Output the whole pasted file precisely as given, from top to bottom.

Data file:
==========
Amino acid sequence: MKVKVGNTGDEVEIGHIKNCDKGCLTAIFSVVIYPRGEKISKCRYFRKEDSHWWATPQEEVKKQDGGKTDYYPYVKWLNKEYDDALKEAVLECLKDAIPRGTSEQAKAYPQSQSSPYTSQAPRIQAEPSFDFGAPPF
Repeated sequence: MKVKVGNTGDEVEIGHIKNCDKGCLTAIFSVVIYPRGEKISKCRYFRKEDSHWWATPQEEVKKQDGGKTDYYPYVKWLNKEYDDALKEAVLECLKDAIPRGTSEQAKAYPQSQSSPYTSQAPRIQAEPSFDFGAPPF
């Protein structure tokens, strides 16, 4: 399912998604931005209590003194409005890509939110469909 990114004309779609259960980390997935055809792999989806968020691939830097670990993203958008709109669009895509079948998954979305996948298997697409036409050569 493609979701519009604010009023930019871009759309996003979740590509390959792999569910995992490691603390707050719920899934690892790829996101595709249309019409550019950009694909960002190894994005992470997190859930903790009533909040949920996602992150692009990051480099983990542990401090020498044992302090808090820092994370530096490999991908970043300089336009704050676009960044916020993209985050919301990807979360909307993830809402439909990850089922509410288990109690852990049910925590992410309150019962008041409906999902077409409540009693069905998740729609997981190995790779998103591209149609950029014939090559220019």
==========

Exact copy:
Amino acid sequence: MKVKVGNTGDEVEIGHIKNCDKGCLTAIFSVVIYPRGEKISKCRYFRKEDSHWWATPQEEVKKQDGGKTDYYPYVKWLNKEYDDALKEAVLECLKDAIPRGTSEQAKAYPQSQSSPYTSQAPRIQAEPSFDFGAPPF
Repeated sequence: MKVKVGNTGDEVEIGHIKNCDKGCLTAIFSVVIYPRGEKISKCRYFRKEDSHWWATPQEEVKKQDGGKTDYYPYVKWLNKEYDDALKEAVLECLKDAIPRGTSEQAKAYPQSQSSPYTSQAPRIQAEPSFDFGAPPF
């Protein structure tokens, strides 16, 4: 399912998604931005209590003194409005890509939110469909 990114004309779609259960980390997935055809792999989806968020691939830097670990993203958008709109669009895509079948998954979305996948298997697409036409050569 493609979701519009604010009023930019871009759309996003979740590509390959792999569910995992490691603390707050719920899934690892790829996101595709249309019409550019950009694909960002190894994005992470997190859930903790009533909040949920996602992150692009990051480099983990542990401090020498044992302090808090820092994370530096490999991908970043300089336009704050676009960044916020993209985050919301990807979360909307993830809402439909990850089922509410288990109690852990049910925590992410309150019962008041409906999902077409409540009693069905998740729609997981190995790779998103591209149609950029014939090559220019």